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Analyzing historic Hoouluia heiau through UAV imagery and OBIA methodologyLawrence Fujiwara California State University, Long Beach
The purpose of this research was to find a way to detect and define archaeological structures by analyzing and observing patterns in the scale of individual rocks using remote sensing techniques. The focus of this approach is a Heiau located on the southeast coast of Kauai (Figure 1). I investigated the ability to use remote sensing techniques to quantify differences in the structure of rocks used to build this archaeological feature.
Figure 1. Location of the study area
Figure 6. Screen shot of the two layers after select by location with the polygons produced from eCognition.
With the merged layers of both flat and sloped area, there was a definite pattern in the heiau. The rocks on the flat area of heiau had smaller surface area (sq.meters) (Figure 7).
Figure 7. Map of surface area of both flat and sloped . The flat and lowerslope polygons were merged. The values are in square meters.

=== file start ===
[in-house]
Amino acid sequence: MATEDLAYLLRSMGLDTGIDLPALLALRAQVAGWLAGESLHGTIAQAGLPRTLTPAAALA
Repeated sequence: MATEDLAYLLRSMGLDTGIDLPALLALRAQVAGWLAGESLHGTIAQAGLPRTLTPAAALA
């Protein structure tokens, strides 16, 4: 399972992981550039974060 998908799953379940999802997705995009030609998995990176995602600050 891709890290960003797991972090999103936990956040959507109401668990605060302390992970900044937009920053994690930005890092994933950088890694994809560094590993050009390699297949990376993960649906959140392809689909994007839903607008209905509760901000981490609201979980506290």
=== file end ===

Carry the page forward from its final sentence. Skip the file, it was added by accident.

The results of the sample t-test which compares the mean score of flat and sloped area showed that compactness, brightness, elliptic fit, density, radius and surface area were all highly significant at the 0.05 significant level. However it was not significant in the direction. (Table 1 and 2).
This confirms rocks in the flat and sloped area are quite different in many ways.
Table 1. Statistic outputs of IBM SPSS
Table 2. Statistic outputs of IBM SPSS
The result of this analysis suggests that the larger rocks found on the slope maybe part of the internal composition of the deteriorating heiau due to natural causes. More research needs to be done on other heiaus and/or other archaeological structures. With more data on the patterns of rocks, size of rocks, etc of other archaeological structures, it could be possible to define an archaeological feature.
Biases and Limitation
I would like to thank Dr. Suzanne Wechsler, Dr. Carl Lipo, Dr. Christopher Lee of California State University, Long Beach; Dr. David Burney and Lida Burney of the National Tropical Botanical Garden; Paul Nesbit, Briton Voorhees, Mike Ferris, Jacob Kovalchik, Matt Lucas, Ted Ralston, Chuck Devaney, David Hummer, John O’Conner, Samantha Hauser and Avery Sandborn.
This research was made possible by the National Science Foundation, Research Experiences for Undergradutes Program NSF Award #1005258 Geospatial Research and mapping(GRAM)